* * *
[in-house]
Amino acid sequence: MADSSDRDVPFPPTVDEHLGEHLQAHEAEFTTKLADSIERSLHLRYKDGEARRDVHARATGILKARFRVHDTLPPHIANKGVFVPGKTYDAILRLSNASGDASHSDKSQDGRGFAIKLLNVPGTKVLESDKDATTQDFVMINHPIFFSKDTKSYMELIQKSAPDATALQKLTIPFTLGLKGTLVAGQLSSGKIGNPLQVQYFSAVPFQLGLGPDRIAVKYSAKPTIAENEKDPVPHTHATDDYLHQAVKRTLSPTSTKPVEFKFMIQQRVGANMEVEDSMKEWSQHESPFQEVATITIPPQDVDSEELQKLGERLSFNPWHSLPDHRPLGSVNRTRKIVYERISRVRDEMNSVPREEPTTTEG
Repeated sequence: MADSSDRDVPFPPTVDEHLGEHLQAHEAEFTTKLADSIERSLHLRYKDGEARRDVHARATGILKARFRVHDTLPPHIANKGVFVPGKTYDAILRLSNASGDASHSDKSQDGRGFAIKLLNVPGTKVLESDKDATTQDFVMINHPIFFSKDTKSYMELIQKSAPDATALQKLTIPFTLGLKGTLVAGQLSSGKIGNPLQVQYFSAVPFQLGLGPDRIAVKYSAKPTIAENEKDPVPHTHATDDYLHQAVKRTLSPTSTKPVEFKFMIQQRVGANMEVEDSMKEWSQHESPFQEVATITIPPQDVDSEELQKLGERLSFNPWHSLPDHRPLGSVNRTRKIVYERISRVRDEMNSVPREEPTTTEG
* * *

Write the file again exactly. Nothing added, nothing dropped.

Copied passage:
[in-house]
Amino acid sequence: MADSSDRDVPFPPTVDEHLGEHLQAHEAEFTTKLADSIERSLHLRYKDGEARRDVHARATGILKARFRVHDTLPPHIANKGVFVPGKTYDAILRLSNASGDASHSDKSQDGRGFAIKLLNVPGTKVLESDKDATTQDFVMINHPIFFSKDTKSYMELIQKSAPDATALQKLTIPFTLGLKGTLVAGQLSSGKIGNPLQVQYFSAVPFQLGLGPDRIAVKYSAKPTIAENEKDPVPHTHATDDYLHQAVKRTLSPTSTKPVEFKFMIQQRVGANMEVEDSMKEWSQHESPFQEVATITIPPQDVDSEELQKLGERLSFNPWHSLPDHRPLGSVNRTRKIVYERISRVRDEMNSVPREEPTTTEG
Repeated sequence: MADSSDRDVPFPPTVDEHLGEHLQAHEAEFTTKLADSIERSLHLRYKDGEARRDVHARATGILKARFRVHDTLPPHIANKGVFVPGKTYDAILRLSNASGDASHSDKSQDGRGFAIKLLNVPGTKVLESDKDATTQDFVMINHPIFFSKDTKSYMELIQKSAPDATALQKLTIPFTLGLKGTLVAGQLSSGKIGNPLQVQYFSAVPFQLGLGPDRIAVKYSAKPTIAENEKDPVPHTHATDDYLHQAVKRTLSPTSTKPVEFKFMIQQRVGANMEVEDSMKEWSQHESPFQEVATITIPPQDVDSEELQKLGERLSFNPWHSLPDHRPLGSVNRTRKIVYERISRVRDEMNSVPREEPTTTEG